[Design Pattern] Verhaltensmuster: Chain of Responsibility


Thomas Darimont

Premium-User
Hallo,

dieser Beitrag erklärt das Verhaltensmuster: Chain of Responsibility

Java:
package de.tutorials.design.patterns.behavioral;

public class ChainOfResponsibilityExample {
  public static void main(String[] args) {
    final IntegerMustBePositve validator = new IntegerMustBePositve(new IntegerMustBeEven(null));
    
    execute(new Runnable() {
      public void run() {
        validator.validate(10);
      }
    });
    
    execute(new Runnable() {
      public void run() {
        validator.validate(-56);
      }
    });
    
    execute(new Runnable() {
      public void run() {
        validator.validate(9);
      }
    });
    
  }
  
  private static void execute(Runnable runnable) {
    try{
      runnable.run();
    }catch(Throwable e){
      System.err.println(e.getMessage());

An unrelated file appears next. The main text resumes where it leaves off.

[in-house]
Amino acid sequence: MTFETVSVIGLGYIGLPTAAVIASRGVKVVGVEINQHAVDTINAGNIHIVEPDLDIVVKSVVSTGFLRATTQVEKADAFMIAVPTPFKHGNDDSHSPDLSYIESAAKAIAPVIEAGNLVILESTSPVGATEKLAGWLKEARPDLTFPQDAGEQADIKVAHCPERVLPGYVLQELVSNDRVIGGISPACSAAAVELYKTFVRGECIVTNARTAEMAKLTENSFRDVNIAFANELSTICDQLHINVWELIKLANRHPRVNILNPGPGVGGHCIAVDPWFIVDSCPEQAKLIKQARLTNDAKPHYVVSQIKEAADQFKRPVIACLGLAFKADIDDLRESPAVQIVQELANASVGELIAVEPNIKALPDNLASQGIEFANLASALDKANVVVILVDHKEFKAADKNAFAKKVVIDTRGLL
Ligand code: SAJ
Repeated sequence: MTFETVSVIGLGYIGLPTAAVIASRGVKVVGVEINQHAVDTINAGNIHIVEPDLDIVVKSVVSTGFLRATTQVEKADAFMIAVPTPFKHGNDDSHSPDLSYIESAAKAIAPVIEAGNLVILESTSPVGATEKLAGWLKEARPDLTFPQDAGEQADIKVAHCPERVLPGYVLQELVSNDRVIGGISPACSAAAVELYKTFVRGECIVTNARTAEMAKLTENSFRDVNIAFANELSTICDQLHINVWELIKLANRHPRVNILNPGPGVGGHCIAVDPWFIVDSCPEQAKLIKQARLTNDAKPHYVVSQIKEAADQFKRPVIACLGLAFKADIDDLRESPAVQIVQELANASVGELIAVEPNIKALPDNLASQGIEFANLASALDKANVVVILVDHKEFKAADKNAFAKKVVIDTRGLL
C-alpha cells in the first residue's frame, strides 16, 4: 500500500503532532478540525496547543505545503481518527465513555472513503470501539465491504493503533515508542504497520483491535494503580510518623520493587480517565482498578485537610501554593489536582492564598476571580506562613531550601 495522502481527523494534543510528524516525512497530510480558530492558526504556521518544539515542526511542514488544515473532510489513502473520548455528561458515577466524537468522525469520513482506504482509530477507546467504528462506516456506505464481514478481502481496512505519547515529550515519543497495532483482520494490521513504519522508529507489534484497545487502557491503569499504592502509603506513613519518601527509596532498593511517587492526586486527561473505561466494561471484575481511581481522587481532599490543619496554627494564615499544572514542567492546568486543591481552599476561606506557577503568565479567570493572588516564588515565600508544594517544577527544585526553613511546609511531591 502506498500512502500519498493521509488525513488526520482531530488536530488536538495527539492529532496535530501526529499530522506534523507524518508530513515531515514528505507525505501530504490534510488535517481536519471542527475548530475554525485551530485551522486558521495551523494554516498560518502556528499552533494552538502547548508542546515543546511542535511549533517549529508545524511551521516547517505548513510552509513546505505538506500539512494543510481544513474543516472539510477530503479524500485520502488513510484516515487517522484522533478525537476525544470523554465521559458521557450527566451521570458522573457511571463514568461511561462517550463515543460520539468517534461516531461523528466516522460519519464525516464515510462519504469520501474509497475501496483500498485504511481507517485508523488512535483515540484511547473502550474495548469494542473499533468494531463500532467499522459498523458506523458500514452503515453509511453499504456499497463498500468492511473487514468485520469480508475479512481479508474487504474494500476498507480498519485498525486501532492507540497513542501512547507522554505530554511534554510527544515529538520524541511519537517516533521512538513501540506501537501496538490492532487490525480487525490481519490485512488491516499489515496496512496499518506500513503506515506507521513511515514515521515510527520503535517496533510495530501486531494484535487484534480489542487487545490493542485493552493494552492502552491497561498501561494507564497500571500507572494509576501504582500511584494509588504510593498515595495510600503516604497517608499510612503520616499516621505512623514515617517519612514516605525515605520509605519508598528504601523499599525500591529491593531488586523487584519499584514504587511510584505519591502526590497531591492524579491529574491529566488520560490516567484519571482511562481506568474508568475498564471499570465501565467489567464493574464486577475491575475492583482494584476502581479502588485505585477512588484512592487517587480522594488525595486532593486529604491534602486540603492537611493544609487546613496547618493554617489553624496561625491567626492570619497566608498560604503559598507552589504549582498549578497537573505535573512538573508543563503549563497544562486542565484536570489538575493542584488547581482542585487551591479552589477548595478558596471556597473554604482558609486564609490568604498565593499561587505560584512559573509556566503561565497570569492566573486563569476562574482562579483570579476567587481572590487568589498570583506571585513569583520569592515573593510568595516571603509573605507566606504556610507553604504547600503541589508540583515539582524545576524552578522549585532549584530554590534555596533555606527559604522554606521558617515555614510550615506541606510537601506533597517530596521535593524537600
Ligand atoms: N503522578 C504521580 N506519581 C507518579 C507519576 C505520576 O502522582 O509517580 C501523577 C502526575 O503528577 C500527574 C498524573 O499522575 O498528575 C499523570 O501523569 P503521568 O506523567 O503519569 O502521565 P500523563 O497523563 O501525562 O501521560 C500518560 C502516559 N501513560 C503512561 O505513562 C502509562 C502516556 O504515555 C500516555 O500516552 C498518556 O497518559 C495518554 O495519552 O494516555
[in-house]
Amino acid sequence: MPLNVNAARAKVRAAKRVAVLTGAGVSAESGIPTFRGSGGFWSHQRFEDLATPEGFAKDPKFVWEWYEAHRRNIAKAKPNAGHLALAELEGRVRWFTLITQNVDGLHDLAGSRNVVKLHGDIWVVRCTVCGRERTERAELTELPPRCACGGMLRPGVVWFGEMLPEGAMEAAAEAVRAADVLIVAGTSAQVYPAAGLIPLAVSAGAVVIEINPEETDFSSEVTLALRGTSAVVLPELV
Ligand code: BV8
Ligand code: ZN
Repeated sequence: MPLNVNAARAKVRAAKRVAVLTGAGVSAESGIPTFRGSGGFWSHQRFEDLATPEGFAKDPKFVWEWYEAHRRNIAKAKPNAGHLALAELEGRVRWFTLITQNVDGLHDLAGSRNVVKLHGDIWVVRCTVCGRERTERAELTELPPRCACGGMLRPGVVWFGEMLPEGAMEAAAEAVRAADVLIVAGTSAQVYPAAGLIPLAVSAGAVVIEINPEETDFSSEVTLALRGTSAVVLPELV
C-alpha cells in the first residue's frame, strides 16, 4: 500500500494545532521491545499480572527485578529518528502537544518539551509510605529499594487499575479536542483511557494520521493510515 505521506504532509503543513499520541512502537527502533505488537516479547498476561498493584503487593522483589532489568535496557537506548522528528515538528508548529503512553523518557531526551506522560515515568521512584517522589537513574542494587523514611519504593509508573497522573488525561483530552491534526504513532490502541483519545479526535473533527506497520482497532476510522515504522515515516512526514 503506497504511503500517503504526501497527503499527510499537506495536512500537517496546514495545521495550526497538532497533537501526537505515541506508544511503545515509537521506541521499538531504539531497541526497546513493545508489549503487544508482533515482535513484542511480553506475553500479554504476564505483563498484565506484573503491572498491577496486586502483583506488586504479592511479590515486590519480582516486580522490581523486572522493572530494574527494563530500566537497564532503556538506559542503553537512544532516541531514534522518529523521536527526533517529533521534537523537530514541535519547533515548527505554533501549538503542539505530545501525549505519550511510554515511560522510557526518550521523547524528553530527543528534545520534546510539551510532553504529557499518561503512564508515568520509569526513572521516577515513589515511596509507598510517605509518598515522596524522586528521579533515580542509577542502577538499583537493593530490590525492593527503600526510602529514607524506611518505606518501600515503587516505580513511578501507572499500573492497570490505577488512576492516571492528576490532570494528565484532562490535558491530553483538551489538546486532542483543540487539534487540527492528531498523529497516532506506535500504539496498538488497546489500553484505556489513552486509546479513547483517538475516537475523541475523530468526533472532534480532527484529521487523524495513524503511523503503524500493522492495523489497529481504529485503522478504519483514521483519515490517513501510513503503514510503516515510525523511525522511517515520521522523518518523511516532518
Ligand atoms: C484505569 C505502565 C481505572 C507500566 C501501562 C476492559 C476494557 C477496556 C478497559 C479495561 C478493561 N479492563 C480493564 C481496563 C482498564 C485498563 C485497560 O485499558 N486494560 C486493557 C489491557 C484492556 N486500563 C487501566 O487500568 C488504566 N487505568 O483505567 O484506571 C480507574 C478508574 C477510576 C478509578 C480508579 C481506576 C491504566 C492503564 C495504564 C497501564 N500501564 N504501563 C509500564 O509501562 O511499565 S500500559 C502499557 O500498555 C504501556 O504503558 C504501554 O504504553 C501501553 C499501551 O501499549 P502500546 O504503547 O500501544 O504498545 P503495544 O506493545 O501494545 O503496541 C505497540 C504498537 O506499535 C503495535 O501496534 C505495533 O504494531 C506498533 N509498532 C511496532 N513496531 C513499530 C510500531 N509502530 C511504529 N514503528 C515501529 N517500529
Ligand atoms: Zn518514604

}
  }

  static interface Validator<T>{
    void validate(T t);
    Validator<T> next();
  }
  
  static abstract class AbstractValidator<T> implements Validator<T>{
    private Validator<T> next;
    
    public AbstractValidator(Validator<T> next) {
      this.next = next;
    }
    
    public void validate(T t) {
      if(next() != null){
        next().validate(t);
      }
    };
    
    @Override
    public Validator<T> next() {
      return this.next;
    }
  }
  
  static class IntegerMustBePositve extends AbstractValidator<Integer>{
    public IntegerMustBePositve(Validator<Integer> next) {
      super(next);
    }

    @Override
    public void validate(Integer t) {
      super.validate(t);
      if(t < 0){
        throw new IllegalArgumentException(t + " is not positive!");
      }
      System.out.println(t + " is positive");
      
    }
  }
  
  static class IntegerMustBeEven extends AbstractValidator<Integer>{
    
    public IntegerMustBeEven(Validator<Integer> next) {
      super(next);
    }
    
    @Override
    public void validate(Integer t) {
      super.validate(t);
      if(t % 2 != 0){
        throw new IllegalArgumentException(t + " is not even!");
      }
      
      System.out.println(t + " is even");
    }
  }
}
Ausgabe:
Code:
10 is even
10 is positive
-56 is even
-56 is not positive!
9 is not even!
Gruß Tom
 

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